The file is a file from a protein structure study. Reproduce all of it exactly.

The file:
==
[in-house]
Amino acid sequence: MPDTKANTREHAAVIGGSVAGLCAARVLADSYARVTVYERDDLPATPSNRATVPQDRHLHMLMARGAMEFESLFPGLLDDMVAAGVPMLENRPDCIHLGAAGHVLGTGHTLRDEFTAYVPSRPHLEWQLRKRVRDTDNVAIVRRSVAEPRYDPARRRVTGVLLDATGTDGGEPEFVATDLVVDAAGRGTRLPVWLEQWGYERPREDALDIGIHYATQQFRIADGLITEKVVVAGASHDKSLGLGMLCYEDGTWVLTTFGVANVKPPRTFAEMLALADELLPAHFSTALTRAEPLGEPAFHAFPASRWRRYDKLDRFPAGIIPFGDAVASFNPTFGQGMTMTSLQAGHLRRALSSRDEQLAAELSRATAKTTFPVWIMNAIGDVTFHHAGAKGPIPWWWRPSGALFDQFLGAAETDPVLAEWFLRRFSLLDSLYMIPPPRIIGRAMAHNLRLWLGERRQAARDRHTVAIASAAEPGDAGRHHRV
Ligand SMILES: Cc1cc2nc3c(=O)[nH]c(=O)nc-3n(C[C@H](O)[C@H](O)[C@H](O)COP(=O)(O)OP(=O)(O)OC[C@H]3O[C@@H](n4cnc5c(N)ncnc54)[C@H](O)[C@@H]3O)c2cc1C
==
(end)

[in-house]
Amino acid sequence: MPDTKANTREHAAVIGGSVAGLCAARVLADSYARVTVYERDDLPATPSNRATVPQDRHLHMLMARGAMEFESLFPGLLDDMVAAGVPMLENRPDCIHLGAAGHVLGTGHTLRDEFTAYVPSRPHLEWQLRKRVRDTDNVAIVRRSVAEPRYDPARRRVTGVLLDATGTDGGEPEFVATDLVVDAAGRGTRLPVWLEQWGYERPREDALDIGIHYATQQFRIADGLITEKVVVAGASHDKSLGLGMLCYEDGTWVLTTFGVANVKPPRTFAEMLALADELLPAHFSTALTRAEPLGEPAFHAFPASRWRRYDKLDRFPAGIIPFGDAVASFNPTFGQGMTMTSLQAGHLRRALSSRDEQLAAELSRATAKTTFPVWIMNAIGDVTFHHAGAKGPIPWWWRPSGALFDQFLGAAETDPVLAEWFLRRFSLLDSLYMIPPPRIIGRAMAHNLRLWLGERRQAARDRHTVAIASAAEPGDAGRHHRV
Ligand SMILES: Cc1cc2nc3c(=O)[nH]c(=O)nc-3n(C[C@H](O)[C@H](O)[C@H](O)COP(=O)(O)OP(=O)(O)OC[C@H]3O[C@@H](n4cnc5c(N)ncnc54)[C@H](O)[C@@H]3O)c2cc1C